Why you should get a RCG / Rookie / n00b (part 2)

In part 1, I started by talking about the 101 steps for breaking-in a freshie. Think of somebody who has graduated from college or is making a career change. Those people have no idea what to really expect. What if this person’s first boss is somebody despicable? Don’t you feel bad now? You should, because you are the kind of person who can do a better job. Step up and hire this n00b and save him from the despair of getting broken-in (or maybe just broken-down) by a soul-less first-boss.

Programming itself

I am a programmer, so I would like to talk about an effective “break-in” process for a new programmer. (If you hire a non-programmer, then you should read part 1 instead, and then you are on your own).

With a new programmer, you want him (or her) to start-off on the right foot. Please resist the temptation to hand him some crap work (like formatting floppys) or some impossible feat. A good first-impression will work both-ways. Please do the right thing on day 1 (and week 1).

Here are a list of programming exercises that you should walk the n00b through before putting some real code in front of him:

  • Non-critical starter projects Get a feel for how much of a foundation you have, by assigning something that seemed like homework, but now is going to be more like the real world. Try a simple program like: Phone list, bug list, status reports, etc. Get the n00b a win and let him see what it means to make a program AND deploy it to users AND receive feedback/constructive-criticism.
  • Code reviews This is a big one to get right immediately. If this n00b writes medusa code that causes blindness and seizures in developers, you need to cure that first. Make sure the n00b realizes just how important this really is. He will not be maintaining some messy college room here. No clothes on the floor any more and no more paper plates. You wash your own dishes from now on, and no procrastinating.
  • Maintenance programming This will put hair on his/her chest very quickly. Don’t sugar-coat it, but also don’t drop the n00b into white-water-rapids on the first run. This isn’t the matrix and he/she is not Neo. Pick some reasonably easy stuff, and work-up to something interesting/challenging.
  • Documentation Many people hate doing docs. It is so un-sexy. However, the n00b will have a fresh perspective on the processes for deployment, life-cycle, permissions, etc. Have him (or her) write it down, before this all seems commonplace. However, do not take unfair advantage of this person, by handing all of the docs to him. Docs should not be more than 25% of a programmer’s job. Define the scope (like a homework assignment) and criteria for “done” on each piece of docs.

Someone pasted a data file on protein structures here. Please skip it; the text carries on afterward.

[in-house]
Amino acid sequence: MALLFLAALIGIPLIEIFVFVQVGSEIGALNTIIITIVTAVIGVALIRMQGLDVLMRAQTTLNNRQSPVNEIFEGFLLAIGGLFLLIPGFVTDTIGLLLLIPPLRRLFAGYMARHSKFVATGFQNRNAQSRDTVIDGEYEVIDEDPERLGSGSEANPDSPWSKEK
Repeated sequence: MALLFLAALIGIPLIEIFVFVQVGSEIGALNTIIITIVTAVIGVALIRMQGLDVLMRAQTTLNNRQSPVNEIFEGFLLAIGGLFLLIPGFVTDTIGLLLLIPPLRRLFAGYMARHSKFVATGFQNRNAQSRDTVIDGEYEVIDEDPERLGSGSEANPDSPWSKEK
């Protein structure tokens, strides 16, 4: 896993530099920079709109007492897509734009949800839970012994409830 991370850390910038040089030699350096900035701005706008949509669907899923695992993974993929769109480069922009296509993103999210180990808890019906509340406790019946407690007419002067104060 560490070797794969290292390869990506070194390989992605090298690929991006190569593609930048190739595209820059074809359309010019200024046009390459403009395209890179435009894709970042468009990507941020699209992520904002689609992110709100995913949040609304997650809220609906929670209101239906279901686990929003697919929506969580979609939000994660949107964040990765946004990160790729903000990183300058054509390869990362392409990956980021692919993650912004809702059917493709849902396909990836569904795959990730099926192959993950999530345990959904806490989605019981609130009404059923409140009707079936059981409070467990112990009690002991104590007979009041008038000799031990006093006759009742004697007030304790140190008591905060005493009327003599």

Next steps

After you get an idea of the new person’s abilities and any bad habits are on-the-mend, pick a good first project. Have the n00b work with a mid-level developer who can demonstrate patience and who offers good advice. I recommend a mid-level person and not a senior developer, because the mid-level should be mentored by the senior and get advice from the senior developer, about how to mentor a n00b. It is a great growth opportunity for several people in your company.

And finally: why bother?

The reason for doing this is three-fold:

  1. Quality Control – You can break this person in, right. Then you have a team-member with good habits and very few bad ones to break. It is much less work, once you get used to the break-in process.
  2. Value – A RCG (recent college grad) needs a break and is willing to accept a little less pay to get that first job. This person will gain value much more rapidly than most companies are able to match (pay-wise). As this is happening, your employer will be getting a very good value. Of course, it is a trade-off, because you are investing your time, to get ROI from the n00b.
  3. Good Karma – You know it is the right thing to do. If you don’t do it right, then somebody else might do it wrong. Reach in and find your higher-sense-of-good and make a positive difference in a new programmer’s life. Otherwise, some talented kid might decide (mistakenly) that programming is not for him (or her).

With a little planning, some mentoring and guidance, you can produce a reasonable facsimile of yourself, at work. This is a great way to increase the excellence and value that you bring to your employer.

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About Tim Golisch

I'm a geek. I do geeky things.
This entry was posted in Career, Lessons Learned, Professionalism. Bookmark the permalink.

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